Place the dough onto a lightly oiled surface and knead for around 10 minutes, or until it feels smooth and elastic.
Return the dough to the bowl, cover with a tea towel, and leave to rise for about an hour, or until it has doubled in size.
Pre-heat the oven to 220 degrees c.
When the dough has risen, place it onto a lightly oiled surface and divide it into 6 equal balls.
Roll out each of the balls into a long oval shape, about the length between your wrist to your elbow.
Place the pittas on to 2/3 lined baking trays, leaving a small gap between each one.
Bake the pittas for around 5 minutes, or until the middle has puffed up and they are a pale golden colour.
Leave the pittas to cool for a minute on a wire rack before serving.


Friday, 14 October 2016

Spiced Marmalade Buns

I got the inspiration for this bake whilst having breakfast at a quiet bakery in Covent Garden. They were serving these orange chelsea buns, which were deliciously sticky and sweet, and once I tasted one, I knew I was going to have to try and make my own version at home.
I have added mixed spice to my buns, because I like the warmth that it brings on a cold autumn day. Enjoy these treats with a large cup of tea, as a late afternoon pick-me-up.



Makes 10 large buns.

For the buns:
450g strong white flour
60g butter
7g dried yeast
1 teaspoon salt
2 teaspoon mixed spice
1/2 pint of milk

For the filling:
250ml milk
1/2 teaspoon vanilla bean paste
2 egg yolks
50g sugar
45g flour
Zest of an orange
4 tablespoons marmalade

For the sticky marmalade glaze:
2 tablespoons marmalade
2 tablespoons boiling water



Place the flour into a large bowl and rub in the butter using your fingertips, until the mixture resembles fine bread crumbs.
Rub the yeast into the bread crumb mixture.
Add the salt, mixed spice and milk and combine until the mixture forms a dough (adding more milk if it feels a little dry).
Place the dough onto a lightly floured surface and knead for around 10 minutes, or until it feels soft but not sticky.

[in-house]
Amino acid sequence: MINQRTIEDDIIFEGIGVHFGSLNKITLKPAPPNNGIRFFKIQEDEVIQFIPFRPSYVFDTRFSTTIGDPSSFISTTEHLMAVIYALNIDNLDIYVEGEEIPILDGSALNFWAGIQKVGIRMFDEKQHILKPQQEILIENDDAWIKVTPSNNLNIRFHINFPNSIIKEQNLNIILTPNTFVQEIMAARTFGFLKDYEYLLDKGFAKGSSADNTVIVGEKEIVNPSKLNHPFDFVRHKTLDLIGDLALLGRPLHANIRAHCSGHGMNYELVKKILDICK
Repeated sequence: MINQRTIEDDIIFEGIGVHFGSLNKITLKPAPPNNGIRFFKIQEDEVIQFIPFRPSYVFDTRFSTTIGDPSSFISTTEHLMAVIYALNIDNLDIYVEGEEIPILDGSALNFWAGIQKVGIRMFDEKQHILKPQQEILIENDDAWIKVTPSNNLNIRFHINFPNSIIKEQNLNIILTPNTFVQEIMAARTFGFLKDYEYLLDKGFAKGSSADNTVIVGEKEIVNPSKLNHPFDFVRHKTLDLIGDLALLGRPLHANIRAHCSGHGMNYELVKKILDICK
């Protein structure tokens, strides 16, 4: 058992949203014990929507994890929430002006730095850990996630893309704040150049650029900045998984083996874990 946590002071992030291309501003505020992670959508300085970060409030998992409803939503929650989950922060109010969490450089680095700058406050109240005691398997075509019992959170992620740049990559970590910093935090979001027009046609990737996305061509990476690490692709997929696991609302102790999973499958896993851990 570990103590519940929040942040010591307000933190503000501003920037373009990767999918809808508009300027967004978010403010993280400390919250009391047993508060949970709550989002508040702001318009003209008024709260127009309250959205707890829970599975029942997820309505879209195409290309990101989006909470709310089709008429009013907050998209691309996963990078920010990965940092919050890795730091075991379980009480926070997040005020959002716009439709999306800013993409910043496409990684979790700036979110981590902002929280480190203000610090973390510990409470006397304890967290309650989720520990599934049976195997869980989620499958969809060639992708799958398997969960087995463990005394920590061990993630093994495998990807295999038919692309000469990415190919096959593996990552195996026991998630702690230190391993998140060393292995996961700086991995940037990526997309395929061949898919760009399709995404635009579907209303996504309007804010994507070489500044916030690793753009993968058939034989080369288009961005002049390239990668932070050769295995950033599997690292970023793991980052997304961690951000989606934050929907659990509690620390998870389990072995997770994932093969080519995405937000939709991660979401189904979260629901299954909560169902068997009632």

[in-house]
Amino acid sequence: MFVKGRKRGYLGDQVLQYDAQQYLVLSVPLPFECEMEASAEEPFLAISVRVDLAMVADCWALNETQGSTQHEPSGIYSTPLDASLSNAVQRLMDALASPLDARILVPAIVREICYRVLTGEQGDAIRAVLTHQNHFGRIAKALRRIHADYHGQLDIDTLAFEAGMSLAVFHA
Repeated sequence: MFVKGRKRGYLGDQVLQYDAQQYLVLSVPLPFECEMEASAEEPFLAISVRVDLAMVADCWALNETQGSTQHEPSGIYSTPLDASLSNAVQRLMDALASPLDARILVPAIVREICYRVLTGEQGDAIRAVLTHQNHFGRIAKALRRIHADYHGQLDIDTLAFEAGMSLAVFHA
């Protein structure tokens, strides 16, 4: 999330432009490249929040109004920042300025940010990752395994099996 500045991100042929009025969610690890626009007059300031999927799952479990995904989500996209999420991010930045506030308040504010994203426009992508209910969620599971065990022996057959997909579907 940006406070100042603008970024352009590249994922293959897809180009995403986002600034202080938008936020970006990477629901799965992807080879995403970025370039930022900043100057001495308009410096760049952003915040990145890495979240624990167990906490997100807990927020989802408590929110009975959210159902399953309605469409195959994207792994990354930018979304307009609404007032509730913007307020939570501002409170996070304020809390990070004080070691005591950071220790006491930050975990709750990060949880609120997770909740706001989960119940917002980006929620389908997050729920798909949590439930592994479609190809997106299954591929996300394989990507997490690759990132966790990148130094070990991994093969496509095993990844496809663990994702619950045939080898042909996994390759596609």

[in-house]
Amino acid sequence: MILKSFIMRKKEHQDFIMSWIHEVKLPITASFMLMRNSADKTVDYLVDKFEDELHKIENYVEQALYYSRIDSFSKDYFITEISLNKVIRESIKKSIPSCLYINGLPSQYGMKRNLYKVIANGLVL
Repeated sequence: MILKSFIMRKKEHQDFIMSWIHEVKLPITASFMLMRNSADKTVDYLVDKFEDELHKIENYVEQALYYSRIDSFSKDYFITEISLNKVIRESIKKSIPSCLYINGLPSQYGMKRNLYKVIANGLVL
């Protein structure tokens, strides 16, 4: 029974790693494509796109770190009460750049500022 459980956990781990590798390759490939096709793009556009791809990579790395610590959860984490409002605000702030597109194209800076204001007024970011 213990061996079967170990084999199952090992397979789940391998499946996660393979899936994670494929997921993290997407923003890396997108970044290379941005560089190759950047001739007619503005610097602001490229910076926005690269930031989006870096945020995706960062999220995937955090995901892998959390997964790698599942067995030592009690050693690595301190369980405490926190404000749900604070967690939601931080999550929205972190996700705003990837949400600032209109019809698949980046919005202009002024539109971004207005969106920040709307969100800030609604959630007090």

Place the dough back into the bowl, cover with a tea towel and leave to rise for about an hour and a half, or until it has doubled in size.
Whilst the dough is rising, make a creme patisserie for the filling.
Place the yolks and sugar into a large bowl and whisk together until pale.
Add the flour and orange zest into the egg mixture, stirring until there are no lumps.
Heat the milk and vanilla, in a pan over a medium heat, until it just starts to boil.
Take the pan off the heat and pour half of the milk into the egg mixture, stirring well until it is fully combined.
Stir the rest of the milk into the egg mixture and then place it all back in the pan.
Put the pan back on the heat, and stir until the mixture goes thick and gloopy (you may have to whisk it a little if lumps start forming).
When the mixture has thickened, place it into a large bowl and cover with clingfilm (making sure that the cling film directly touches the creme patisserie, to avoid a skin forming), then leave to cool completely.
When the dough has doubled in size, tip it out onto a lightly floured surface.
Roll the dough out into a large rectangle, and then spread the cooled creme patisserie and marmalade across it.
Roll the dough up into a large sausage and then cut it into 10 equal pieces.
Line a rectangle baking tray with some grease proof paper, and then place the dough pieces on it, leaving 2 cm (ish) gap between each one.
Cover the buns with a tea-towel and leave to rise for about an hour, or until they have noticeably puffed up.
Pre-heat the oven to 180 degrees c.
Make the glaze by mixing together the marmalade and the boiling water.
When the buns have risen, bake them for around 20 minutes, or until they have turned a deep golden brown.
When the buns are ready, brush over the marmalade glaze and leave them to cool in the baking tray, before serving.

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Saturday, 8 October 2016

Lady Grey Teacakes

Autumn is here!!! which for me means cozy nights in, knitted socks and warm, spice scented comfort food. These teacakes take their inspiration from my Lady Grey Tea Bread, which I wanted to make, but in a different form, and nothing is better on a crisp autumn morning than a hot buttered teacake.
I have made my teacakes quite big, partly because I am greedy and partly to remind me of the ginormous ones I used to get at school, so feel free to make 8 slightly smaller ones, instead of 6, if you wish.